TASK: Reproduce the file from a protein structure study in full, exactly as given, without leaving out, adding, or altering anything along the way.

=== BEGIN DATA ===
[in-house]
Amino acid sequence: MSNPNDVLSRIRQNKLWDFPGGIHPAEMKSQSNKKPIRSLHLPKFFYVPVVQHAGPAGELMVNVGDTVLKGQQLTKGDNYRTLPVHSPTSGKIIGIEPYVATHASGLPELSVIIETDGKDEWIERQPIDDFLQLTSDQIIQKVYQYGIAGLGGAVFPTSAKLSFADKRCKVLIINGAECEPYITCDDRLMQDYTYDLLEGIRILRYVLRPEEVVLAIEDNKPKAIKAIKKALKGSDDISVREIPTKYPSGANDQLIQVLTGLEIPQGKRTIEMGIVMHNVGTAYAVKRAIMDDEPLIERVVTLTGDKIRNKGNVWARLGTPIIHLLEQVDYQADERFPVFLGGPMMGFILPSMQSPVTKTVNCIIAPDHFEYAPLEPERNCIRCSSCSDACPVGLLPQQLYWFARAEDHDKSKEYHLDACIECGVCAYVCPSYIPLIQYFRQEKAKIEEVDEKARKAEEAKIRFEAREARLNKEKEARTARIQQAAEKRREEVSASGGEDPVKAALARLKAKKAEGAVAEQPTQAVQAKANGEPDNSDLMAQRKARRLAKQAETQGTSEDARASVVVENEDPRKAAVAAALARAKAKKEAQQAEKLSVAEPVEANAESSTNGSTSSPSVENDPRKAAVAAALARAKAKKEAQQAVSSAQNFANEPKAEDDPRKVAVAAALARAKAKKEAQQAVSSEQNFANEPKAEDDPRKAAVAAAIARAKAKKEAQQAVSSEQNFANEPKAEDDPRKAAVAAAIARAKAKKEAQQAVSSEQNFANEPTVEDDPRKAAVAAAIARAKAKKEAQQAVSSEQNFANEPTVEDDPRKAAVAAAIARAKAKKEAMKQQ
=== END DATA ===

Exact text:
[in-house]
Amino acid sequence: MSNPNDVLSRIRQNKLWDFPGGIHPAEMKSQSNKKPIRSLHLPKFFYVPVVQHAGPAGELMVNVGDTVLKGQQLTKGDNYRTLPVHSPTSGKIIGIEPYVATHASGLPELSVIIETDGKDEWIERQPIDDFLQLTSDQIIQKVYQYGIAGLGGAVFPTSAKLSFADKRCKVLIINGAECEPYITCDDRLMQDYTYDLLEGIRILRYVLRPEEVVLAIEDNKPKAIKAIKKALKGSDDISVREIPTKYPSGANDQLIQVLTGLEIPQGKRTIEMGIVMHNVGTAYAVKRAIMDDEPLIERVVTLTGDKIRNKGNVWARLGTPIIHLLEQVDYQADERFPVFLGGPMMGFILPSMQSPVTKTVNCIIAPDHFEYAPLEPERNCIRCSSCSDACPVGLLPQQLYWFARAEDHDKSKEYHLDACIECGVCAYVCPSYIPLIQYFRQEKAKIEEVDEKARKAEEAKIRFEAREARLNKEKEARTARIQQAAEKRREEVSASGGEDPVKAALARLKAKKAEGAVAEQPTQAVQAKANGEPDNSDLMAQRKARRLAKQAETQGTSEDARASVVVENEDPRKAAVAAALARAKAKKEAQQAEKLSVAEPVEANAESSTNGSTSSPSVENDPRKAAVAAALARAKAKKEAQQAVSSAQNFANEPKAEDDPRKVAVAAALARAKAKKEAQQAVSSEQNFANEPKAEDDPRKAAVAAAIARAKAKKEAQQAVSSEQNFANEPKAEDDPRKAAVAAAIARAKAKKEAQQAVSSEQNFANEPTVEDDPRKAAVAAAIARAKAKKEAQQAVSSEQNFANEPTVEDDPRKAAVAAAIARAKAKKEAMKQQ